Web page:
Desert Isle Keeper
Spells For Forgetting
On Saoirse Island, a rain soaked isle in the Pacific Northwest, a murmuration of starlings portends death and the leaves on the trees may burst into color all at once. Here, magic is as real as greed and first love can bind two souls together forever.
Emery Blackwood and August Salt were born on the island thirty-two years ago. August fled Saoirse fourteen years ago after being accused of murdering Lily Morgan, Emery’s best friend. Now, August is back and the mystery of what happened that long ago night and the secrets the town has hidden have returned as well.
Adrienne Young’s Spells for Forgetting is the first adult novel by this best selling YA author. It’s a book I started at eight pm and read straight through until the wee hours. A story of true love, powerful women, unstable magic, and betrayal–it held my attention in a way almost no other book has this year.
Emery Blackwood was born into a family of witches all of whom have lived and died on Saoirse Island. The island is a place alive with literal magic. Emery runs her family’s business, Blackwood’s Tea Shoppe Herbal Tonics & Tea Leaf Readings, where she makes infusions for the tourists who flock to the island for its famous apples and its mystical brews.
There were two books that were passed down in the family: The Herbarium and The Blackwood Book of Spells. The book of spells was kept at my grandmother Albertine’s, on the mantle above the fireplace. That would be its home until she departed this life, and then it would be given to me. But The Herbarium was kept in the shop.
The heavy, leather-bound book was a kind of diary where the Blackwood women recorded the recipes and herbal studies that had become a kind of textbook. The thick parchment pages were covered in botanical sketches along with handwritten notes that filled the margins. It was used by every herbalist in the family, each one adding their research to it throughout their lifetime…
Emery grew up with August, Lily, and Dutch Boden. But fourteen years ago, the island’s precious orchard burned, Lily was found dead in the forest, and August and his mother vanished. As the novel opens, Emery, as she does most mornings, is leaving Dutch’s bed before he wakes and again, as he has for the past six years, asks her to marry him. August is on the ferry returning to the island to bury his mother’s ashes and, he hopes, finally cut ties with his past.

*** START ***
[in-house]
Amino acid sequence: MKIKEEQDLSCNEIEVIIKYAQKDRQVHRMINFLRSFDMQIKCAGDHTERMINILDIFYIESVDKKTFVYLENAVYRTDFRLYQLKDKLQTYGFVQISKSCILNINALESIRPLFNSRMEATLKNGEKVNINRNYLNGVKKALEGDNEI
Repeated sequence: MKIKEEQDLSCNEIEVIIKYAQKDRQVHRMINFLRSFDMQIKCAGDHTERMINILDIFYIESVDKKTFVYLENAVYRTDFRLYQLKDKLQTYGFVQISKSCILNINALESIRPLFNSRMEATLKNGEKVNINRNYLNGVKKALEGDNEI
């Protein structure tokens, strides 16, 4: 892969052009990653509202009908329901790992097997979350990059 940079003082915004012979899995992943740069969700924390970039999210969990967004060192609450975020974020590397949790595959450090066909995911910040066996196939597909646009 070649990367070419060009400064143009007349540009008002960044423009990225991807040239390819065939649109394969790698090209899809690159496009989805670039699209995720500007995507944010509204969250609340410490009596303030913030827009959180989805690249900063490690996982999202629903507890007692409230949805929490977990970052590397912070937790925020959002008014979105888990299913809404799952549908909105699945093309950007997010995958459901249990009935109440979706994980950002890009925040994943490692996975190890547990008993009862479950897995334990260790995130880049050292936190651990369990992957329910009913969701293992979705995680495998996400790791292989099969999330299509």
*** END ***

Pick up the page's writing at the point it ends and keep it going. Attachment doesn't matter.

To quote Faulkner, “The past is never dead. It’s not even past.” For August, Emery, and the town, August’s return lays waste to the present and, in doing so, offers Emery and August the possibility of a future they believed they lost the night the island burned.
Spells for Forgetting shares its secrets slowly. No one has ever told the truth about what happened fourteen years ago. Every character in the novel–the story is told from multiple perspectives–lied to those they loved and those to whom they wished harm. Young does a terrific job of limning the dozen men and women who people this book as well as the intricate relationships between them. For most of the book, I had no idea where the blame for Lily’s death would land.
Would it be, as Emery still wonders, on August? On Dutch who now runs the orchard August’s family once owned? On Nixie, her mother’s last living friend? Or would it be Leoda Morgan, Lily’s grandmother and the town’s midwife and political power? What about Jakob, Emery’s uncle and the town’s soused sheriff? And what did Lily’s death have to do with the orchard, the island’s crown jewel, now in the town’s possession, but for generations owned by first the Morgans and then the Salts?
Young’s twisty solution is satisfying although readers who believe that evil should be soundly punished may come away somewhat disappointed. The epilogue suggests will be another book although the storylines in this one are resolved.
As for the seemingly cursed lovers, well, Emery and August’s story is the best sort of second chance, slow burn romance. They are, in the way of many a magical tale, destined to be together and whether that’s a tragedy or a gift, well, you’ll have to read the book to know. Spells for Forgetting is one of my favorite books of the year. It’s a DIK from me.